'There's nothing to give them': Patients, pharmacists scrounging for EpiPens

Patients and pharmacists nationwide are grappling with a persistent shortage of Mylan's EpiPen, forcing some to travel great distances or go through several hoops to access the lifesaving allergy treatment, according to Bloomberg.

EpiPens have been difficult to obtain since at least May 2018, when the FDA alerted the public to the shortage. While generic alternatives are available, they are often hard to secure due to uneven distribution, pushback from insurers on covering the similar treatment and patient uneasiness with unfamiliar products.

Patients across the nation are going to great lengths to obtain the lifesaving drug. Boston resident Justin Klaassen drove 45 minutes outside the city to find EpiPens for his 7-year-old daughter after calling every pharmacy within 10 miles.

"My family has enough money to buy one with insurance, you know, and even two, because you want one at school and you want one at home," Mr. Klaassen told Bloomberg. "But there are families out there who can’t even afford one, and then you have the problem finding them."

The inventory problems can be traced to September 2017, when Pfizer's Meridian Medical Technologies division, which manufacturer of EpiPen for Mylan, received a warning from the FDA about failing to investigate faulty injectors. The current shortage is still attributed to "manufacturing issues and delays."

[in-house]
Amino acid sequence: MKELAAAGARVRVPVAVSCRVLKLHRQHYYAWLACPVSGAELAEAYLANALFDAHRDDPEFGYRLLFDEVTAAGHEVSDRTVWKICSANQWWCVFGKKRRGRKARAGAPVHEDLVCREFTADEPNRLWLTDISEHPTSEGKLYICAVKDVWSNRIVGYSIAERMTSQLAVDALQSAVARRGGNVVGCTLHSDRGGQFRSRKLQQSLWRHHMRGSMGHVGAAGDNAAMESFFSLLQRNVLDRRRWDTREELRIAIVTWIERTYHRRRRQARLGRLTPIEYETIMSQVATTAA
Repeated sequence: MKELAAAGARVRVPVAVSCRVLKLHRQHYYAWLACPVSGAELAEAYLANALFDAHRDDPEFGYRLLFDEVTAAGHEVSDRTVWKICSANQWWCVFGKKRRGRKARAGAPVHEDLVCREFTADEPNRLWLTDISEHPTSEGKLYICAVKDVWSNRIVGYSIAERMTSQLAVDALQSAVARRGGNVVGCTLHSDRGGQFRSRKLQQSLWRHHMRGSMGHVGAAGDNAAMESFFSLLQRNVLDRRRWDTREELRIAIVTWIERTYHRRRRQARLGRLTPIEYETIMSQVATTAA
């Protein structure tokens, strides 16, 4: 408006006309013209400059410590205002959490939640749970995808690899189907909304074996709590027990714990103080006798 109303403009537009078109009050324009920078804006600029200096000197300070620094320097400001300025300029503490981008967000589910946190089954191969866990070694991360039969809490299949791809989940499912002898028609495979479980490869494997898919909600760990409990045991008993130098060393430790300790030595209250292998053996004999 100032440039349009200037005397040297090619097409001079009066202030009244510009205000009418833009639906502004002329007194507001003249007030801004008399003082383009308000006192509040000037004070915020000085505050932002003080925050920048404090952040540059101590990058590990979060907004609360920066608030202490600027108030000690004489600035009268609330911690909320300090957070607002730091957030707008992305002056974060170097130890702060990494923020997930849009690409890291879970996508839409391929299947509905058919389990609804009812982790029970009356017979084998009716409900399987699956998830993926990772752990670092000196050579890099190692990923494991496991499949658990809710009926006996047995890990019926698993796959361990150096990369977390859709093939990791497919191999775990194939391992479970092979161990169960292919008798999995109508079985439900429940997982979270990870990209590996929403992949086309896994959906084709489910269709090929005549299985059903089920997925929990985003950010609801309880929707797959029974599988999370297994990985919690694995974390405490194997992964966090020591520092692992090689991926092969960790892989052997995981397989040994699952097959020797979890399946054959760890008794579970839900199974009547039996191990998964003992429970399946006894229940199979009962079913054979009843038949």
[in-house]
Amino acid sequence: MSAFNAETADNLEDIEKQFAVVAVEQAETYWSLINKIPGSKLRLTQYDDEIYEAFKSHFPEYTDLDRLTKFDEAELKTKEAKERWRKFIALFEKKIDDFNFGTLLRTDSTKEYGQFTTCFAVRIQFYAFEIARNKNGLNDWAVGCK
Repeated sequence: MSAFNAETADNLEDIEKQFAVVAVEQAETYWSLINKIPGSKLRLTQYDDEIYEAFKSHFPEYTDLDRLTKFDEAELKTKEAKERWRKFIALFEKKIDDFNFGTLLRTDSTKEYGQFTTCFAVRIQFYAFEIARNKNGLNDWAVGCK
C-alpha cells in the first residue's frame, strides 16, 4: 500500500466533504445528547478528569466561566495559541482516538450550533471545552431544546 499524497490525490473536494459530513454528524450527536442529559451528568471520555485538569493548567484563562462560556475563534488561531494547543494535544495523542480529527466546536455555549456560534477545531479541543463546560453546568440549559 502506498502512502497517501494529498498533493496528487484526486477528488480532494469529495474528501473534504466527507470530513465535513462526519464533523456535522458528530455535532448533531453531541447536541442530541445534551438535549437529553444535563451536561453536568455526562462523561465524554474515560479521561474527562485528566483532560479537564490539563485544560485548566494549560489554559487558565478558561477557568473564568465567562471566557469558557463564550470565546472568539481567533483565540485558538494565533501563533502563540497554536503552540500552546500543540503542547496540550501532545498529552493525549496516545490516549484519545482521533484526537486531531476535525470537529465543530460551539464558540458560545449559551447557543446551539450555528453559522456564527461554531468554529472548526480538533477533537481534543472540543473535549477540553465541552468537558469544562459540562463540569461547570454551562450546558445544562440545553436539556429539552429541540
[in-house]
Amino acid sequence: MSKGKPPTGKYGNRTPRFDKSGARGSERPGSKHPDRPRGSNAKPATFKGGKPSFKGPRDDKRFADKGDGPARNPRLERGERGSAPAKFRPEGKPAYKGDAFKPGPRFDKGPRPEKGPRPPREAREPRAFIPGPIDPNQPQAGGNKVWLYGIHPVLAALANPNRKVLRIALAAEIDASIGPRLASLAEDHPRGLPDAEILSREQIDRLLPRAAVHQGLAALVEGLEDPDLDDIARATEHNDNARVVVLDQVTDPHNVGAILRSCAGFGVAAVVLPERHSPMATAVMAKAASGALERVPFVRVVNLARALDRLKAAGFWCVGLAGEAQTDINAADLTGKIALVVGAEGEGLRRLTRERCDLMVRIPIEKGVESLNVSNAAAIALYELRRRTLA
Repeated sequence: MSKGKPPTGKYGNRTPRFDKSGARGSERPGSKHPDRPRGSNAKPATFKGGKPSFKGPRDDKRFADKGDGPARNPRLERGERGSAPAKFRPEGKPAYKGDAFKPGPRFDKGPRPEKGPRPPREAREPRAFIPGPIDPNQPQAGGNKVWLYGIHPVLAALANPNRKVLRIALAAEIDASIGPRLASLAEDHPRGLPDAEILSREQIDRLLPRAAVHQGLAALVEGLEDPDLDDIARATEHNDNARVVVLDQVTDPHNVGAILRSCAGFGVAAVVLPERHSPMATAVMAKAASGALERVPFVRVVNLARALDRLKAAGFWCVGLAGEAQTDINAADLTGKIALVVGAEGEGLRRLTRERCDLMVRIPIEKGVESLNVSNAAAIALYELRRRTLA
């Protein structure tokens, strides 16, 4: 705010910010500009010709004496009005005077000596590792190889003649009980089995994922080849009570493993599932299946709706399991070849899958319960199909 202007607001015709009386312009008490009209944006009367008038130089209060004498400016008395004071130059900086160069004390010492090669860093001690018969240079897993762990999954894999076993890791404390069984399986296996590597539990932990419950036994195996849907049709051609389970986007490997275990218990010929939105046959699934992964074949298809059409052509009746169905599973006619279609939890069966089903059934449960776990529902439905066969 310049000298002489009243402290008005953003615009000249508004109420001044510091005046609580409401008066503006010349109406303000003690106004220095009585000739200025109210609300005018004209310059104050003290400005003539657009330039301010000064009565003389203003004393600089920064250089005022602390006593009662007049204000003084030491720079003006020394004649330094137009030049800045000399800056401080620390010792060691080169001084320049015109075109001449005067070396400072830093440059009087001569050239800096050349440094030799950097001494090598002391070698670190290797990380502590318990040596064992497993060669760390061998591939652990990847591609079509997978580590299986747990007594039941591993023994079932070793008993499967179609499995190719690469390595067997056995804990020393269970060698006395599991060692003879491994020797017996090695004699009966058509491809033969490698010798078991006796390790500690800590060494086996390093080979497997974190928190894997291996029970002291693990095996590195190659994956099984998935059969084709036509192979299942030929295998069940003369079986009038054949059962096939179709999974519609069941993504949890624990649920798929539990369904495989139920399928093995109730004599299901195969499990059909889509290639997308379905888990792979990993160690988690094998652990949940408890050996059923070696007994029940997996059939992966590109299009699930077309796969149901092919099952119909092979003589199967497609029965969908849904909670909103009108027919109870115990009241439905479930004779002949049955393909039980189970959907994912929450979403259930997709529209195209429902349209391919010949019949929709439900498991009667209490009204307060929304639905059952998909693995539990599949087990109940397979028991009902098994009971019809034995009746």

Kim Bencker, a  Pfizer spokesperson told Bloomberg that EpiPen's have a "highly complex and technical" manufacturing process and that supply shortages will continue over the next few months. 

Pharmacists across the country are also struggling to get their hands on EpiPens.  Carter High, owner of Best Value Rhome Pharmacy in Texas, told Bloomberg its wholesaler has pushed back the date when more injectors would be available several times.

"As a parent, I look at that and think, God I wish I could help them," Mr. High told Bloomberg. "I can’t. There’s nothing to give them because I just can't get it."

He added that he often tells patients to keep expired EpiPen's because it is better "to have something than nothing."

Alternatives are available, but pharmacists say they are hard to come by. 

Earlier this year, Teva launched its generic rival to EpiPen. However, a New Jersey pharmacist Eklavya Lalwani told Bloomberg. "I've never actually seen Teva's product in the marketplace."

Read the full report here.

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